Thousands rally in Malaysia to demand the scandal-plagued prime minister resign – Los Angeles Times

KUALA LUMPUR – The rally was a show of strength by Najib’s opponents but looked unlikely to shake his hold on power, which has weakened amid allegations that around $700 million in public money was deposited into bank accounts in his name. The scandal over a state development fund Najib set up in 2009 has drawn the attention of law enforcement agencies from around the world. The Justice Department alleged in July that “an international conspiracy” helped siphon $3.5 billion from the fund, known as 1MDB. Some of the money is alleged to have been used to set up a Hollywood production company led by Najib’s stepson that made, among other films, “The Wolf of Wall Street” – a story of financial corruption. Najib, who was in Peru on an official visit, has said he never took money “for personal gain” and called the deposits a donation from Saudi Arabia that he mostly repaid. The corruption scandal has gripped a country that has otherwise been a bulwark of political stability in Southeast Asia, long embraced by the West for its moderate brand of Islam. Stung by the criticism, Najib has recently played up Malaysia’s growing ties with China and castigated Western powers for interfering in former colonies. In recent months, as calls for his resignation have grown louder, several leading opposition politicians have been charged or jailed on a variety of offenses including sedition and breaches of communications laws. Among those facing prison was Rafizi Ramli, an opposition parliamentarian who joined the demonstration, saying Najib “will try to cling to power because [otherwise] he will go to jail.”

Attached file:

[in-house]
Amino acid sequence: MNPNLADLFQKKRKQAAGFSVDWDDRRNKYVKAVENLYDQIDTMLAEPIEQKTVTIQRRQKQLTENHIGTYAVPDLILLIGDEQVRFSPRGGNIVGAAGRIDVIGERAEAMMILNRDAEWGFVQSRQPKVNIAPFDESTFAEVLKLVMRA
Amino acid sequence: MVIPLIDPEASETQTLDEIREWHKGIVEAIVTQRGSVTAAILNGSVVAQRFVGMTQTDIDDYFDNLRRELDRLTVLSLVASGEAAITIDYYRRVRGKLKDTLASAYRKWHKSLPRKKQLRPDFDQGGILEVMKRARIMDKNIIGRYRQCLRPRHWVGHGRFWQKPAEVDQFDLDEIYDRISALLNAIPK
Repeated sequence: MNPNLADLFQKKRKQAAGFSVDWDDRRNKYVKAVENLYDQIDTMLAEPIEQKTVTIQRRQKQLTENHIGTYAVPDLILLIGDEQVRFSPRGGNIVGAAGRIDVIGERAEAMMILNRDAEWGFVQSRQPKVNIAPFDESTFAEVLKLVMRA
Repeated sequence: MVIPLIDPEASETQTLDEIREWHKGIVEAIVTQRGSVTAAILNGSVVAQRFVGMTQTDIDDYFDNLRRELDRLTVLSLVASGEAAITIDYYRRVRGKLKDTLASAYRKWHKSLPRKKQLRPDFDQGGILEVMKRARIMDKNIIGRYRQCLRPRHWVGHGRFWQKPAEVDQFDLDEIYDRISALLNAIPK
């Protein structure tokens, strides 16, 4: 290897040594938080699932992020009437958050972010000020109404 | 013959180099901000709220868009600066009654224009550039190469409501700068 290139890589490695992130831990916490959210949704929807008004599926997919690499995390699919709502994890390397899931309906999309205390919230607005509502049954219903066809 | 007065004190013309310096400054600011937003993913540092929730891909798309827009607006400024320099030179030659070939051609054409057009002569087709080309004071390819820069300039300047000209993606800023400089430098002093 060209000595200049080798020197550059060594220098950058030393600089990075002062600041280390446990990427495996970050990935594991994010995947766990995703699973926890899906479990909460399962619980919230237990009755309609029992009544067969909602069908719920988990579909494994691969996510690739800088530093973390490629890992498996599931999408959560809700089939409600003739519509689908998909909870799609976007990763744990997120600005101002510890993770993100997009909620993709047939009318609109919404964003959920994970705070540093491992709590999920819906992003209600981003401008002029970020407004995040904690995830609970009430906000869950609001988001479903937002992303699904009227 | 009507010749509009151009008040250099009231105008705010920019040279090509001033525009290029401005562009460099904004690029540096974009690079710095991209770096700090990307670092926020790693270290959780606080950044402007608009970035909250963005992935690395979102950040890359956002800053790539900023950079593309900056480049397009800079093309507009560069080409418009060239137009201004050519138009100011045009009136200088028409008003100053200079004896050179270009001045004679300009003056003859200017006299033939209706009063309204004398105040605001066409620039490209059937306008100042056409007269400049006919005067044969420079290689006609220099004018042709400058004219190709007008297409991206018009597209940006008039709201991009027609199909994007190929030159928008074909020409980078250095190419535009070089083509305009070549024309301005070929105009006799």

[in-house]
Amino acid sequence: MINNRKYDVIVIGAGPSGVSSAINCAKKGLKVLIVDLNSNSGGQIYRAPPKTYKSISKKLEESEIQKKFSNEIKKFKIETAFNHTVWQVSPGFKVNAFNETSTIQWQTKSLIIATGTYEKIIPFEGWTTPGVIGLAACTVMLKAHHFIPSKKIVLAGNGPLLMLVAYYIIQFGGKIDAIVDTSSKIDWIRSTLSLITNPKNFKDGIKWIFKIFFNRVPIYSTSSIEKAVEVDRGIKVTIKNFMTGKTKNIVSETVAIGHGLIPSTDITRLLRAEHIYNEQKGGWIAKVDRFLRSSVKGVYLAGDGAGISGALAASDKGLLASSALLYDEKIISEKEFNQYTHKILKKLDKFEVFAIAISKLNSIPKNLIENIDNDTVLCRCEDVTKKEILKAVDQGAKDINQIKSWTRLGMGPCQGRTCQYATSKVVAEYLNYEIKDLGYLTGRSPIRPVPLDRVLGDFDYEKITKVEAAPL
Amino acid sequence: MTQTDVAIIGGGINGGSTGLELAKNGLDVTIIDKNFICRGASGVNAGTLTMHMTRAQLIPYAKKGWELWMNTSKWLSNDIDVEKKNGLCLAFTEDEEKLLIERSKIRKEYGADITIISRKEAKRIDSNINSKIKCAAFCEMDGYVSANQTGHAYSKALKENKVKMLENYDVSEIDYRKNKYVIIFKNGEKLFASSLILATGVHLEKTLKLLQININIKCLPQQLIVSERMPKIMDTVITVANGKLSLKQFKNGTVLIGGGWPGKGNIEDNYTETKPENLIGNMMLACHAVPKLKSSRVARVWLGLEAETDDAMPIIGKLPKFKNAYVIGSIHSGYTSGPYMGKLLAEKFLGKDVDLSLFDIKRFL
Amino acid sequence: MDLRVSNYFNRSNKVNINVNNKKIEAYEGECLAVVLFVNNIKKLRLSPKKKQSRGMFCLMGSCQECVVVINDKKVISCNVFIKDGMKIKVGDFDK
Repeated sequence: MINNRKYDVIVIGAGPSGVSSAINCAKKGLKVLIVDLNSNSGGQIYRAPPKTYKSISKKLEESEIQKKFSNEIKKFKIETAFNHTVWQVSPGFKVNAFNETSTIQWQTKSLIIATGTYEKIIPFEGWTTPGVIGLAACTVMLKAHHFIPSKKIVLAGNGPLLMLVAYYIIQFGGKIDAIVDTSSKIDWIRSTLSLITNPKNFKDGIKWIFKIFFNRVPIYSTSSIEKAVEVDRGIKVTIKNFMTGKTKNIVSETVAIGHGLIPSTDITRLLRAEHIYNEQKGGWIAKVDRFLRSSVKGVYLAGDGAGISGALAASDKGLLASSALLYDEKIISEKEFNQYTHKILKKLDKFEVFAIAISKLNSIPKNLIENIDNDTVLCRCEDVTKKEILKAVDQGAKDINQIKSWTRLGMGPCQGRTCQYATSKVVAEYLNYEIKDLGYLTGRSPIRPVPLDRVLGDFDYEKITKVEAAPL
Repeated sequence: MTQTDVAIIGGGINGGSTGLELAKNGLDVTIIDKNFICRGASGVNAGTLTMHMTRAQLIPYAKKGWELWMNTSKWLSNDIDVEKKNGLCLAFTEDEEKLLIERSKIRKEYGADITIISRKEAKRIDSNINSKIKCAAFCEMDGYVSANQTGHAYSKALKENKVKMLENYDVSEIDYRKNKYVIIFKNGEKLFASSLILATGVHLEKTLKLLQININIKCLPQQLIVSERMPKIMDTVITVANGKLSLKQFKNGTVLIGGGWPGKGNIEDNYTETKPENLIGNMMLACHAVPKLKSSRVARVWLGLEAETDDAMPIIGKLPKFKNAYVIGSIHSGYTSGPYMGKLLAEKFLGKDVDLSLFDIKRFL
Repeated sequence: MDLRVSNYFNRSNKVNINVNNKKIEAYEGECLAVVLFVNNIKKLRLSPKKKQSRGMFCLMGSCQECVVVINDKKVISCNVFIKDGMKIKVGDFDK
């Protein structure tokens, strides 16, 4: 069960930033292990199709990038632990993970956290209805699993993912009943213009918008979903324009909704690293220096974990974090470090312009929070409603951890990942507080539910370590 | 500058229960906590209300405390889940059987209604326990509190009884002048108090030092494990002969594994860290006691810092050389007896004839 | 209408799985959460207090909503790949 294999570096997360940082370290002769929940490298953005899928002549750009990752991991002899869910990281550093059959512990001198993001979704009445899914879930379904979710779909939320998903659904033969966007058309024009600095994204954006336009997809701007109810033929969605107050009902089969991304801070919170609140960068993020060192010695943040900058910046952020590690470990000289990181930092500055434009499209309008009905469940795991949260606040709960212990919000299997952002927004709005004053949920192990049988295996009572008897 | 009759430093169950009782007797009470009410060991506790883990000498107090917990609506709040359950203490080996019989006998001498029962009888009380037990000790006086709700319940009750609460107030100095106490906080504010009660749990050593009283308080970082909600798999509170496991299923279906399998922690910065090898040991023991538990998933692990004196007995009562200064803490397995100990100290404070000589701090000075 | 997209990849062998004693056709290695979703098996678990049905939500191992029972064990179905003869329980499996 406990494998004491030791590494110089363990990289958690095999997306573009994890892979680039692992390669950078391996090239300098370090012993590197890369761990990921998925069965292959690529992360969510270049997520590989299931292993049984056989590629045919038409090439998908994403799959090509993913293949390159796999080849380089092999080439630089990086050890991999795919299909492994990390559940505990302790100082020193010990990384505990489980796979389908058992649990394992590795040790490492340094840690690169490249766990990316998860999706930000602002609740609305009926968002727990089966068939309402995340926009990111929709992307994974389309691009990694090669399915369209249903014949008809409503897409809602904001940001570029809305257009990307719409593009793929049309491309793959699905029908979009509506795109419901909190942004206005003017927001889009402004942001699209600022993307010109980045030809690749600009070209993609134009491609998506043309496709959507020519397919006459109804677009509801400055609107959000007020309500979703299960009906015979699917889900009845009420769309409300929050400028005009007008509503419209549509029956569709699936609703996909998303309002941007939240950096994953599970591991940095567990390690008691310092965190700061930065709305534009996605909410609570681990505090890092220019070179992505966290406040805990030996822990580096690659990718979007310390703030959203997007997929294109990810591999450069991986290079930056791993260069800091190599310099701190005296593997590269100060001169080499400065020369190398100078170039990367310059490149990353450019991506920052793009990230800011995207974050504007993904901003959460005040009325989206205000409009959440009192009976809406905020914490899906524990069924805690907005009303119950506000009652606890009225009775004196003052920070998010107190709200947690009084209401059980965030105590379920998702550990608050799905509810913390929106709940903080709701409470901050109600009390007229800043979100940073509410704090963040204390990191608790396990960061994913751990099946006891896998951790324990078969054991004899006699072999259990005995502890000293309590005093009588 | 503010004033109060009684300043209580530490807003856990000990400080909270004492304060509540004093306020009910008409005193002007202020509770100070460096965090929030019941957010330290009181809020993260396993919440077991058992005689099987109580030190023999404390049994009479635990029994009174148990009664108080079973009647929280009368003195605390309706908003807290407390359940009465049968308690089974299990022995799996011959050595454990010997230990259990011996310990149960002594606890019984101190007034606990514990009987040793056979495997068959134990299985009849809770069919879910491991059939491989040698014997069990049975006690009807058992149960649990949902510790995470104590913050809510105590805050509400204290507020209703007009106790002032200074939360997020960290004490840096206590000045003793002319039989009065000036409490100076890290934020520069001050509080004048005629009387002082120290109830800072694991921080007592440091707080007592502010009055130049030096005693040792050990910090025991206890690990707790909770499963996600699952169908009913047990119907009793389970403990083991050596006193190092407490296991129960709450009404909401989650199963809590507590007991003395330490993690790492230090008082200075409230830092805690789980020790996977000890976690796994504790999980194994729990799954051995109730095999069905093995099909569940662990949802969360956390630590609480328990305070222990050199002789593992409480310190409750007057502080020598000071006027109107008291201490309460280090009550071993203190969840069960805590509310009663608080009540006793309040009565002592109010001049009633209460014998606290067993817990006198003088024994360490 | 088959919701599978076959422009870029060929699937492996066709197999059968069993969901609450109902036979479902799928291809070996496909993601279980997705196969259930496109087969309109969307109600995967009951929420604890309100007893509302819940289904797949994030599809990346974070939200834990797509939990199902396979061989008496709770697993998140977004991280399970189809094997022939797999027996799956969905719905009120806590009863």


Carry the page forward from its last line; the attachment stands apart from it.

Under pressure, Najib slams “foreign intervention” – Nikkei Asian Review

JAKARTA — With investigations ongoing in several countries into the international financial activities of scandal-plagued state development fund 1Malaysia Development Berhad, Malaysian Prime Minister Najib Razak slammed “foreign intervention” as a threat to stability in peaceful Muslim-majority countries such as Malaysia and Indonesia. “We have seen the devastating results of foreign intervention in the Muslim world, often based on incomplete, wrong or partisan information,” Najib said, citing the U.S. invasion of Iraq in 2003 and the Arab Spring a decade later, a series of anti-government uprisings in Egypt, Libya, Syria and Tunisia, some of which had U.S. support. Najib has been under pressure over allegations that around $731 million received from 2011 to 2013 was diverted from 1MDB into his personal bank account in 2013 — a charge that Najib has denied, saying the money came from an unnamed Saudi Arabian donor.

Families make plea as MH370 search nears end – Nikkei Asian Review